We Have a Gospel to Proclaim: Cape Town 2010 Concludes

Lindsay Brown  addresses participants at
the conclusion of Cape Town 2010.

(Editor’s note: This is an abbreviated version of Lindsay Brown’s closing address at Lausanne III: Cape Town 2010. For the whole address, go to www.lausanne.org/conversation, where you will find other presentations, and be invited to contribute your comments.)

The gospel of Jesus Christ is unique, wonderful, powerful, and true. It is the greatest message in the history of the world. That is why we've met together. What will be the legacy of this Congress? Only God knows—we don’t, at this stage. But I can tell you our four-fold vision and hope.

Firstly, for a ringing re-affirmation of the uniqueness of Christ and the truth of the biblical gospel, and a crystal clear statement on the mission of the Church—all rooted in scripture. We cannot engage in mission unless we know what we believe. The historic missionary conference of Edinburgh 1910 set in motion great missionary endeavour. But it had a flaw—the organisers sidelined doctrine.

So they aimed to launch a missionary movement without biblical consensus. That’s folly. We need to have clarity, especially on four things: (1) the exclusive claims of Christ; (2) the meaning of Christ’s death; (3) the necessity of conversion; and (4) the lostness of humankind. The Cape Town Commitment (www.lausanne.org/ctcommitment) seeks to give this clarity.

Secondly, to identify key issues which the Church needs to address in the coming decade. The mission statement for this Congress was that “…we would seek to bring a fresh challenge to the global Church to bear witness to Jesus Christ and all his teaching, in every part of the world—not only geographically, but in every sphere of society, and in the realm of ideas.” I love the words of Abraham Kuyper, the Dutch theologian and prime minister, who said, “There is not one centimetre of human existence to which Christ, who is Lord of all, does not point and say, ‘That is mine.’”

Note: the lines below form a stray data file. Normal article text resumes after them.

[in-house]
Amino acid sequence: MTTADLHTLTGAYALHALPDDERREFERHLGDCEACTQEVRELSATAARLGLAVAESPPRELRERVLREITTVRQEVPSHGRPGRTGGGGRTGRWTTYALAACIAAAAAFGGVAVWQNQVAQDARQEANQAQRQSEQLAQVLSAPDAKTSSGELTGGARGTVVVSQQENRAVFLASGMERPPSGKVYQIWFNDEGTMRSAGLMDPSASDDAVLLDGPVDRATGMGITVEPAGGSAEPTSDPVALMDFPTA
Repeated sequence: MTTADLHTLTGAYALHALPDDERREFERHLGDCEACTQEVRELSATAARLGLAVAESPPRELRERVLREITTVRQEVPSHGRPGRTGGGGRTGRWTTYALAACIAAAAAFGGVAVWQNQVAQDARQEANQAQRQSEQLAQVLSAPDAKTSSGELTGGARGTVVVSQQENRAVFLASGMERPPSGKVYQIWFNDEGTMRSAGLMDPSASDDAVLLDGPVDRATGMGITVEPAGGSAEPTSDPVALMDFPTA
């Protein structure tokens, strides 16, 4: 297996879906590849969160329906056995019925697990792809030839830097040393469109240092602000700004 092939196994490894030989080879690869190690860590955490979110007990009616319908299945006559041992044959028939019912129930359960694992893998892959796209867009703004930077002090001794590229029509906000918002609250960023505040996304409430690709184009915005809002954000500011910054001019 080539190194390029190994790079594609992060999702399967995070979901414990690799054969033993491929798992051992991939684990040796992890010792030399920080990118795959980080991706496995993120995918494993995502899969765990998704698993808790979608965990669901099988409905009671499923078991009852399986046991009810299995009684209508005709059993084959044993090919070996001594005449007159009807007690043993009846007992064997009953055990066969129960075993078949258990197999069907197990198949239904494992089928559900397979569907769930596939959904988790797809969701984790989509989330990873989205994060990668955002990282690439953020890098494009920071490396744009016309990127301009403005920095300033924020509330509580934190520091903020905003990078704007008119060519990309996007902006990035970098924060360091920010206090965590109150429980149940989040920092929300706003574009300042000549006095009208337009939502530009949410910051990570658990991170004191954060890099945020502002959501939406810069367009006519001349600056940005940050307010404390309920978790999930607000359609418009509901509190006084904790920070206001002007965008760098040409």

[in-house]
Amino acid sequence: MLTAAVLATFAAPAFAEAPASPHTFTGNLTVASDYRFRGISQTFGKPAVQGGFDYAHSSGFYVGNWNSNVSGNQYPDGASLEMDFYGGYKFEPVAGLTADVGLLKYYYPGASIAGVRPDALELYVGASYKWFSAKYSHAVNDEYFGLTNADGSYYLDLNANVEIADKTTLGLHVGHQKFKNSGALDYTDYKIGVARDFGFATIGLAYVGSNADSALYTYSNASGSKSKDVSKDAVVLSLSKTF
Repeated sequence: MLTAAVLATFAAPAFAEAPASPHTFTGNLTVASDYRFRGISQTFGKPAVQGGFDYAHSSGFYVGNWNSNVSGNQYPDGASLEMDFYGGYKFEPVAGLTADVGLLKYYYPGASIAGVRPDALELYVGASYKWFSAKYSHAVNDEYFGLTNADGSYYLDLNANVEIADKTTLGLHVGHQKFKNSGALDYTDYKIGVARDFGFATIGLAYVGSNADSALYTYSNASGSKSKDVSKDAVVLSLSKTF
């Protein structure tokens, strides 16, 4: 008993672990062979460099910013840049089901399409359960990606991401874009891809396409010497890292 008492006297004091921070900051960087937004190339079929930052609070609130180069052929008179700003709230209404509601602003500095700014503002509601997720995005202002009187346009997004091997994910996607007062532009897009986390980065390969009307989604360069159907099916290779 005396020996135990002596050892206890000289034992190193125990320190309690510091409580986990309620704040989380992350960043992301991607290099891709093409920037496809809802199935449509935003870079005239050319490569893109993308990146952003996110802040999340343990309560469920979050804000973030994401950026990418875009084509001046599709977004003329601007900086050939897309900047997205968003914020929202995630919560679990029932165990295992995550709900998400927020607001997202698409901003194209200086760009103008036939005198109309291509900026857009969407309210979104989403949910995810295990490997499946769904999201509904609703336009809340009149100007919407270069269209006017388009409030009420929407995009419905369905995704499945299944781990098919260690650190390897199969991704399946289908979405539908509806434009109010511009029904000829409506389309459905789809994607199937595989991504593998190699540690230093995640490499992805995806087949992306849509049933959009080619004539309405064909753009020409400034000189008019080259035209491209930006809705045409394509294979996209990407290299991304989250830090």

Thirdly, to facilitate many fruitful friendships and partnerships. That's why great care was taken in forming the small groups [at the Congress]. In a needy and broken world we cannot be driven by a spirit of competition; such a spirit must give way to a spirit of partnership where, under Christ, men and women, and people of different ethnicities, join hands to bring the gospel of Christ to the ends of the earth.

We need a new generation of evangelical leaders who are driven by their commitment to the cause of Christ, and genuinely rejoice, like Paul in Philippians 1, when the gospel goes out, no matter who is leading the charge. Our prayer has been that many would leave with a fresh commitment to partnership with like-minded believers.

Fourthly, for many new initiatives. We maintain too much, and pioneer too little. In 1974, there was a great surge of interest in unreached people groups. From this Congress, we may see new initiatives in reaching oral learners, young people, diaspora, or the cities. Or fresh energy in communicating biblical truth in the public domain through the media, the arts, business, the university, and government. These arenas all shape the value systems in nations and require bold, clear, and coherent Christian testimony.

Mission Is Christocentric
We see in our reading [2 Corinthians 4] that mission is Christocentric. A journalist here this week asked me, “Bishop Stephen Neill says that when mission is everything, mission is nothing. What is not the mission of the Church?” My answer: “Mission is driven by a desire to proclaim the deity, incarnation, death, resurrection, and lordship of Christ. Anything without this at its core is not mission.” Look at Paul’s emphasis on Christ in this chapter:

  • v4: the light of the gospel of the glory of Christ who is the image of God
  • v5: preaching Christ Jesus as Lord
  • v6: the glory of God in the face of Christ

There is no substitute for testifying verbally to his lordship. It is amazing how creative the early evangelists were in this. They spoke in local synagogues, but they also spoke on neutral territory—think of Paul on Mars Hill. Some of us will be called to the public arena, to engage in dialogue with the thinkers and influencers, and to bring that clear and coherent testimony to the truth in Christ in the public sphere.